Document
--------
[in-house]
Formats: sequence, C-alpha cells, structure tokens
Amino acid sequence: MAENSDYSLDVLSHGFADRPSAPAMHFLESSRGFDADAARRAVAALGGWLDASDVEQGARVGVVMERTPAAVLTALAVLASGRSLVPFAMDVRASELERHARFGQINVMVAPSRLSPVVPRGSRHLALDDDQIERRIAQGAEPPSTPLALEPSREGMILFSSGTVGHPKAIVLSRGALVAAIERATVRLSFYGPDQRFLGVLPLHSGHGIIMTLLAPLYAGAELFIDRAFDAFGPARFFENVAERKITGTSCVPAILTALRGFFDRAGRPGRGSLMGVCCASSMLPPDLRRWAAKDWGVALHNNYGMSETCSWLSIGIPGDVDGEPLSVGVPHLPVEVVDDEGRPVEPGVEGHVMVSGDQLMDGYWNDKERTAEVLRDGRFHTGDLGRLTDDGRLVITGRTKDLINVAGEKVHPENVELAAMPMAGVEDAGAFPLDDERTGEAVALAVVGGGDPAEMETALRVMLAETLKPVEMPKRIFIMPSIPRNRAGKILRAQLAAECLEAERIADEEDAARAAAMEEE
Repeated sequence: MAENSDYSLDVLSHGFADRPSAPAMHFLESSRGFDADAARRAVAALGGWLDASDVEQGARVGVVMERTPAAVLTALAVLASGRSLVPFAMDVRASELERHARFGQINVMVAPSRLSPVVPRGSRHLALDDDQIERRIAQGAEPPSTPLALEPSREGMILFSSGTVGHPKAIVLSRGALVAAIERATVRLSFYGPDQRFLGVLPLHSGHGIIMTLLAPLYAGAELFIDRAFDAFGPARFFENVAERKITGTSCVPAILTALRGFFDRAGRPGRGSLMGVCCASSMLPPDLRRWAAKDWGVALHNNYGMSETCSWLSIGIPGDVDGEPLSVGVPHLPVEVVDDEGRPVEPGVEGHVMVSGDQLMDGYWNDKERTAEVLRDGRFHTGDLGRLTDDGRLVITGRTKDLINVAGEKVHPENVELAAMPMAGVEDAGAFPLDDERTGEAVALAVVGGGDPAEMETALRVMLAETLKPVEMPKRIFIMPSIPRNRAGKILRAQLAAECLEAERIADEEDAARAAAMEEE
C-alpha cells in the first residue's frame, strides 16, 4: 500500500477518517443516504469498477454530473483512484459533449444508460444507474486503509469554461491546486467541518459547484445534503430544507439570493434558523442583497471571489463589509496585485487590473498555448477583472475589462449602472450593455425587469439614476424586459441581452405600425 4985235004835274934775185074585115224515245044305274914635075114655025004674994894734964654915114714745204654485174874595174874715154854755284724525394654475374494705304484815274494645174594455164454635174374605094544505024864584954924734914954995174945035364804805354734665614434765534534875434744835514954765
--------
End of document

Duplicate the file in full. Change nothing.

[in-house]
Formats: sequence, C-alpha cells, structure tokens
Amino acid sequence: MAENSDYSLDVLSHGFADRPSAPAMHFLESSRGFDADAARRAVAALGGWLDASDVEQGARVGVVMERTPAAVLTALAVLASGRSLVPFAMDVRASELERHARFGQINVMVAPSRLSPVVPRGSRHLALDDDQIERRIAQGAEPPSTPLALEPSREGMILFSSGTVGHPKAIVLSRGALVAAIERATVRLSFYGPDQRFLGVLPLHSGHGIIMTLLAPLYAGAELFIDRAFDAFGPARFFENVAERKITGTSCVPAILTALRGFFDRAGRPGRGSLMGVCCASSMLPPDLRRWAAKDWGVALHNNYGMSETCSWLSIGIPGDVDGEPLSVGVPHLPVEVVDDEGRPVEPGVEGHVMVSGDQLMDGYWNDKERTAEVLRDGRFHTGDLGRLTDDGRLVITGRTKDLINVAGEKVHPENVELAAMPMAGVEDAGAFPLDDERTGEAVALAVVGGGDPAEMETALRVMLAETLKPVEMPKRIFIMPSIPRNRAGKILRAQLAAECLEAERIADEEDAARAAAMEEE
Repeated sequence: MAENSDYSLDVLSHGFADRPSAPAMHFLESSRGFDADAARRAVAALGGWLDASDVEQGARVGVVMERTPAAVLTALAVLASGRSLVPFAMDVRASELERHARFGQINVMVAPSRLSPVVPRGSRHLALDDDQIERRIAQGAEPPSTPLALEPSREGMILFSSGTVGHPKAIVLSRGALVAAIERATVRLSFYGPDQRFLGVLPLHSGHGIIMTLLAPLYAGAELFIDRAFDAFGPARFFENVAERKITGTSCVPAILTALRGFFDRAGRPGRGSLMGVCCASSMLPPDLRRWAAKDWGVALHNNYGMSETCSWLSIGIPGDVDGEPLSVGVPHLPVEVVDDEGRPVEPGVEGHVMVSGDQLMDGYWNDKERTAEVLRDGRFHTGDLGRLTDDGRLVITGRTKDLINVAGEKVHPENVELAAMPMAGVEDAGAFPLDDERTGEAVALAVVGGGDPAEMETALRVMLAETLKPVEMPKRIFIMPSIPRNRAGKILRAQLAAECLEAERIADEEDAARAAAMEEE
C-alpha cells in the first residue's frame, strides 16, 4: 500500500477518517443516504469498477454530473483512484459533449444508460444507474486503509469554461491546486467541518459547484445534503430544507439570493434558523442583497471571489463589509496585485487590473498555448477583472475589462449602472450593455425587469439614476424586459441581452405600425 4985235004835274934775185074585115224515245044305274914635075114655025004674994894734964654915114714745204654485174874595174874715154854755284724525394654475374494705304484815274494645174594455164454635174374605094544505024864584954924734914954995174945035364804805354734665614434765534534875434744835514954765